Arduino can't provide that kind of power? I won't check that until tommorow but it's hard to belive in for me. Especially that the specification of the servo (HS 645MG) says that it operational voltage is between 4.8V and 6V (changing the torque respectively) and the servo moves as it's supposed to: the problem is that it blocks the serial communication.
Any other suggestions?
What is happening is that the Arduino is repeatedly power cycling because it cannot provide enough power for itself and the servo. When the Arduino loses power, it loses all communications with the serial port. The MORE SERIOUS problem is that YOU WILL DESTROY the Arduino if you keep treating it like this.
You don't HAVE to believe what those of us with DECADES OF EXPERIENCE in electronics tell you about this. You don't have to believe what those of us that have used Arduino for YEARS tell you about this. Your choice.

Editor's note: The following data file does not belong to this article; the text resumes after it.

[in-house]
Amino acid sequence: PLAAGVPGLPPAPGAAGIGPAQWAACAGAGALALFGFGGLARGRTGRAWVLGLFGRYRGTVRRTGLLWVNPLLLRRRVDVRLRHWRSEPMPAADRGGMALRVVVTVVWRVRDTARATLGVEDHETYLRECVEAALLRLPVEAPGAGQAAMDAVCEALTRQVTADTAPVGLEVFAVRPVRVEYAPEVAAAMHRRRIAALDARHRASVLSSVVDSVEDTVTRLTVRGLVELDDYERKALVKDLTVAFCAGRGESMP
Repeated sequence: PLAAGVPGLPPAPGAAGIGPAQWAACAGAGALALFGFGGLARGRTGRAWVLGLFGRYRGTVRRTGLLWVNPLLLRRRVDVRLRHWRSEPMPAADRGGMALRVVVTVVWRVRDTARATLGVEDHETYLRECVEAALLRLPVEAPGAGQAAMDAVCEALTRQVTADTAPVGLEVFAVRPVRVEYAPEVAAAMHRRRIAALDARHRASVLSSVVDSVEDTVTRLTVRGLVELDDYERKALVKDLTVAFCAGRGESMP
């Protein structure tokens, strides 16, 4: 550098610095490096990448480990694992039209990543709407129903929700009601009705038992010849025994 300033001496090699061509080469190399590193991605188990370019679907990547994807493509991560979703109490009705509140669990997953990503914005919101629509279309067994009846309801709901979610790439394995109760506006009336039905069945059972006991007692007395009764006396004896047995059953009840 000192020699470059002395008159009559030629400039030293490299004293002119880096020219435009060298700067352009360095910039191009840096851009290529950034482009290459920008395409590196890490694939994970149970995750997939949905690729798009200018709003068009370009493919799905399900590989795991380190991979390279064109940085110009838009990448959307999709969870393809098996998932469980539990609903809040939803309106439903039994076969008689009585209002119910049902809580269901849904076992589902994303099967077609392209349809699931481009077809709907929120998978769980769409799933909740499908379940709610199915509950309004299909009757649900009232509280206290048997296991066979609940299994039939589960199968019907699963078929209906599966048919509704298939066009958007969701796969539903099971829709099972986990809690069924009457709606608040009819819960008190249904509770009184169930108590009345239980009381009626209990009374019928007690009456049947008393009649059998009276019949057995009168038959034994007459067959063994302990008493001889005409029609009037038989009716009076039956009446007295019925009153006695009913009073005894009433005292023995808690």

Since you are so certain that NONE OF US know what is happening, let me just leave a couple of things here for you:
From the Arduino website:
DC Current per I/O Pin 40 mA
DC Current for 3.3V Pin 50 mA
From the ServoCity website regarding the HS-645MG:
Current Drain (4.8V): 8.8mA/idle and 350mA no load operating
Current Drain (6.0V): 9.1mA/idle and 450mA no load operating
Now I'm just a simple man, but in MY WORLD a device (the Arduino) that can provide 40ma is NEVER GOING TO FUNCTION PROPERLY when trying to power a device (the HS-645MG servo) that requires AT LEAST 350ma when operating. That means that the servo requires 8.75 times MORE current than the Arduino can provide.
But hey, it's your right not to believe this. PLEASE let me know once you have managed to change the laws of physics so that your hypothesis will work.